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Australia's Oil-For-Food Scandal Claims First Major Victim


The managing director of Australia's monopoly wheat exporter has resigned amid allegations his company paid millions of dollars in bribes to Saddam Hussein's regime under the United Nations' oil-for-food program. The company is the focus of a government inquiry.

Andrew Lindberg is the first major casualty of Australia's oil-for-food inquiry. The allegation is that Lindberg's company - AWB Limited - paid more than $200 million in bribes to Saddam Hussein's government in order to secure lucrative wheat deals with Iraq.

In a statement to the Australian Stock Exchange Thursday, AWB's board of directors said Lindberg's resignation was in the best interests of the firm.

His decision to quit is not an admission of any wrongdoing, but it will likely prompt increased public focus on AWB.

At an official inquiry into the allegation here in Sydney, senior AWB officials have admitted authorizing payments to the former Iraqi government under the now-discredited oil-for-food program, but they did say they thought the payments were legal.

The money was paid to a Jordanian trucking company that was to take Australian wheat into Iraq. The executives said they had no reason to believe that these transportation fees were bogus, or that they violated U.N. sanctions.

Even as the inquiry continues, the scandal has put the government of Prime Minister John Howard on the defensive. The opposition Labor party has accused Mr. Howard of knowing that bribes were being paid.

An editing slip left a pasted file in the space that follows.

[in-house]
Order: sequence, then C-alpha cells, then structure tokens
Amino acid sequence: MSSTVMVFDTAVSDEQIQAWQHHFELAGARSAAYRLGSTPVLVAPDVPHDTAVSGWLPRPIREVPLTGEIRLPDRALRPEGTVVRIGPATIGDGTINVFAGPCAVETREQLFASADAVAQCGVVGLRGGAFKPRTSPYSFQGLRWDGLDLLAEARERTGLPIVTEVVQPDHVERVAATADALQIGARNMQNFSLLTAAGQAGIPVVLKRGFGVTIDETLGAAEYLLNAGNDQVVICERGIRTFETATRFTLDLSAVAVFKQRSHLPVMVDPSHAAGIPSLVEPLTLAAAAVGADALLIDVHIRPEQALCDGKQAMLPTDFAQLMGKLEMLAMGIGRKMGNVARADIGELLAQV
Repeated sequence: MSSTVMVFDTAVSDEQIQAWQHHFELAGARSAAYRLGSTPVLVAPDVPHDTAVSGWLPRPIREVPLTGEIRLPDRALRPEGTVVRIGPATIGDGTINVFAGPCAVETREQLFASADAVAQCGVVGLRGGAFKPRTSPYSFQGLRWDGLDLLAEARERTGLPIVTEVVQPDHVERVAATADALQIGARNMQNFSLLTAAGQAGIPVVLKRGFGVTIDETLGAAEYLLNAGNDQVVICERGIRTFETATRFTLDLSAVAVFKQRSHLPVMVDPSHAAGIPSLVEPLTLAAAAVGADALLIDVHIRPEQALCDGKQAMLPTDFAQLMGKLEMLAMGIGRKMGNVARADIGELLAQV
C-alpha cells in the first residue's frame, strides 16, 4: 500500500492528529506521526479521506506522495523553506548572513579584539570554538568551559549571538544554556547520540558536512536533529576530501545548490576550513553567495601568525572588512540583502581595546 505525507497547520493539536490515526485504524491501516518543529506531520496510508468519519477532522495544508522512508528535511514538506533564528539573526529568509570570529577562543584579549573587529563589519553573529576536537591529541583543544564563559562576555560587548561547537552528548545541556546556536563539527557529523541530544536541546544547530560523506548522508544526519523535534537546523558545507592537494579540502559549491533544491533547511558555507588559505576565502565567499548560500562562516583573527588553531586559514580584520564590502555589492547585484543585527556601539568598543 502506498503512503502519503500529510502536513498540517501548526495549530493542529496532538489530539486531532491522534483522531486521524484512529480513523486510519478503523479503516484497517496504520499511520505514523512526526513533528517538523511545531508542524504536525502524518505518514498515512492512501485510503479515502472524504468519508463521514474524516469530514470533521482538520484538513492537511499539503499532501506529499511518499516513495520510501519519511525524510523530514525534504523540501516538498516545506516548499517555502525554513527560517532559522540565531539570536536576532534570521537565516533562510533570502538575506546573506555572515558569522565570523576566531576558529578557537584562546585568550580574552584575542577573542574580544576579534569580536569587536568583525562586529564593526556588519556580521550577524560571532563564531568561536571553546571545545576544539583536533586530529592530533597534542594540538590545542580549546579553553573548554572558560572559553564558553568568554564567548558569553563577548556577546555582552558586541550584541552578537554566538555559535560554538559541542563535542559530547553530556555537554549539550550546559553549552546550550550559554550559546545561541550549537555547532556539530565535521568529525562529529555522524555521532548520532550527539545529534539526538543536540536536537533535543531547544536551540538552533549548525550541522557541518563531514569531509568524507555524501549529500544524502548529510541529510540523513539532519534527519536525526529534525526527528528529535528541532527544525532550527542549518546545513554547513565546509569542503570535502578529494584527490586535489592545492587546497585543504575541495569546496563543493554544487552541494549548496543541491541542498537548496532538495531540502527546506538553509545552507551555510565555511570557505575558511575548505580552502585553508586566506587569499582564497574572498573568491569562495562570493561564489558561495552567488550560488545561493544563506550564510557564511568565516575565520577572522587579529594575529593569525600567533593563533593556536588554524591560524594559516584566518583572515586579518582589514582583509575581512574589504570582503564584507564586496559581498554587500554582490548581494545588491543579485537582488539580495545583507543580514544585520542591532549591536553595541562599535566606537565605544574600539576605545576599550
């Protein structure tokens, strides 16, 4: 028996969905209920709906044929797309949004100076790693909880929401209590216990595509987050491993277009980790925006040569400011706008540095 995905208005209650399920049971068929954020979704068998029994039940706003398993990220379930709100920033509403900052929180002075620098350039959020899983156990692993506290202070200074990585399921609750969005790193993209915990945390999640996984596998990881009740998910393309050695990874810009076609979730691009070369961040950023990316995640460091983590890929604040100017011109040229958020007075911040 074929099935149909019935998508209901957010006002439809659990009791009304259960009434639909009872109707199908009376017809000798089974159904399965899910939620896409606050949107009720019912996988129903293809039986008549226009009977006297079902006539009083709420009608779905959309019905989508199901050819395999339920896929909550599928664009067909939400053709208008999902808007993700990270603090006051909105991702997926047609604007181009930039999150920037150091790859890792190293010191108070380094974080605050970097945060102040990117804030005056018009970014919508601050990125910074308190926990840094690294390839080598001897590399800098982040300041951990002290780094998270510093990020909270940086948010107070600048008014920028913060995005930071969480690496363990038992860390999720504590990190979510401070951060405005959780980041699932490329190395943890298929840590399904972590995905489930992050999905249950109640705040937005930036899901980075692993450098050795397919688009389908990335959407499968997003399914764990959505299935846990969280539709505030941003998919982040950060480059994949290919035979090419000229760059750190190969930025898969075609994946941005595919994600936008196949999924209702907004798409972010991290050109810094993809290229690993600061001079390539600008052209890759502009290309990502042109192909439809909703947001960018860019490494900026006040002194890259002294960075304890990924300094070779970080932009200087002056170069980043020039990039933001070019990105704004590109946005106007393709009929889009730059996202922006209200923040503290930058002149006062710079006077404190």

Labor's foreign affairs spokesman, Kevin Rudd, calls the scandal unprecedented in Australia.

"John Howard is engaged in an exercise of saying, well, the government knew of allegations, but had no evidence, and so what do we do? Absolutely nothing," said Rudd. "And what's the result? Three hundred million dollars filtered through to Saddam Hussein; the biggest corruption scandal in Australia's history."

The prime minister has repeatedly denied that his government knew that AWB was making illegal payments to Saddam Hussein.

"I did not know," said Howard. "My ministers did not know. And on the information that I have been provided and the advice I have received from the Department of Foreign Affairs and Trade, I do not believe that the department knew that AWB was involved in the payment of bribes."

The investigating team is expected to publish its findings towards the end of the year.

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